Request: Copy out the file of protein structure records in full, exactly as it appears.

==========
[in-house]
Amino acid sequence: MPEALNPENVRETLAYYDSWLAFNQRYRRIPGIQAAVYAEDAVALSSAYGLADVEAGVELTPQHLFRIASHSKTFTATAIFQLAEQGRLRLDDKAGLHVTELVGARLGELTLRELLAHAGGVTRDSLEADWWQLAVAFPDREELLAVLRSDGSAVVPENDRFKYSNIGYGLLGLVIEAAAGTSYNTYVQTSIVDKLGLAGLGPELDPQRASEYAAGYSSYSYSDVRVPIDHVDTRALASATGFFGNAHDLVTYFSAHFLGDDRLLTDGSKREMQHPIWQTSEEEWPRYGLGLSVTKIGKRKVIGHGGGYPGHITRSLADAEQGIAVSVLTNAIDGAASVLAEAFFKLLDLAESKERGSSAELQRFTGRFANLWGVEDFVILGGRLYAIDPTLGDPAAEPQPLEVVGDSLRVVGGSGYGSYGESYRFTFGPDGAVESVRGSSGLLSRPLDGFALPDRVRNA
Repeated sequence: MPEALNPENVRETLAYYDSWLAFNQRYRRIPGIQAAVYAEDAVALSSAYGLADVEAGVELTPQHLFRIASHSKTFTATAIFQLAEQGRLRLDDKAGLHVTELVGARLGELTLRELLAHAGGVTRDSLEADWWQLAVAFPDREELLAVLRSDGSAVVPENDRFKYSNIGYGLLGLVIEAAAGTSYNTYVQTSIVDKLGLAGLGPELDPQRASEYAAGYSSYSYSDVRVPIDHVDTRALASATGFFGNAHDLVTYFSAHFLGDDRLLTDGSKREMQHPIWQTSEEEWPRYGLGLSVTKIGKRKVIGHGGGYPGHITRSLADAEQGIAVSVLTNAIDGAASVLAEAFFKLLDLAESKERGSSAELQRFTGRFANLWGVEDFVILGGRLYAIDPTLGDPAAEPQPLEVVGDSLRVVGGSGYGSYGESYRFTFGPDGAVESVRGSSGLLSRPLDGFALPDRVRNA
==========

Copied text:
[in-house]
Amino acid sequence: MPEALNPENVRETLAYYDSWLAFNQRYRRIPGIQAAVYAEDAVALSSAYGLADVEAGVELTPQHLFRIASHSKTFTATAIFQLAEQGRLRLDDKAGLHVTELVGARLGELTLRELLAHAGGVTRDSLEADWWQLAVAFPDREELLAVLRSDGSAVVPENDRFKYSNIGYGLLGLVIEAAAGTSYNTYVQTSIVDKLGLAGLGPELDPQRASEYAAGYSSYSYSDVRVPIDHVDTRALASATGFFGNAHDLVTYFSAHFLGDDRLLTDGSKREMQHPIWQTSEEEWPRYGLGLSVTKIGKRKVIGHGGGYPGHITRSLADAEQGIAVSVLTNAIDGAASVLAEAFFKLLDLAESKERGSSAELQRFTGRFANLWGVEDFVILGGRLYAIDPTLGDPAAEPQPLEVVGDSLRVVGGSGYGSYGESYRFTFGPDGAVESVRGSSGLLSRPLDGFALPDRVRNA
Repeated sequence: MPEALNPENVRETLAYYDSWLAFNQRYRRIPGIQAAVYAEDAVALSSAYGLADVEAGVELTPQHLFRIASHSKTFTATAIFQLAEQGRLRLDDKAGLHVTELVGARLGELTLRELLAHAGGVTRDSLEADWWQLAVAFPDREELLAVLRSDGSAVVPENDRFKYSNIGYGLLGLVIEAAAGTSYNTYVQTSIVDKLGLAGLGPELDPQRASEYAAGYSSYSYSDVRVPIDHVDTRALASATGFFGNAHDLVTYFSAHFLGDDRLLTDGSKREMQHPIWQTSEEEWPRYGLGLSVTKIGKRKVIGHGGGYPGHITRSLADAEQGIAVSVLTNAIDGAASVLAEAFFKLLDLAESKERGSSAELQRFTGRFANLWGVEDFVILGGRLYAIDPTLGDPAAEPQPLEVVGDSLRVVGGSGYGSYGESYRFTFGPDGAVESVRGSSGLLSRPLDGFALPDRVRNA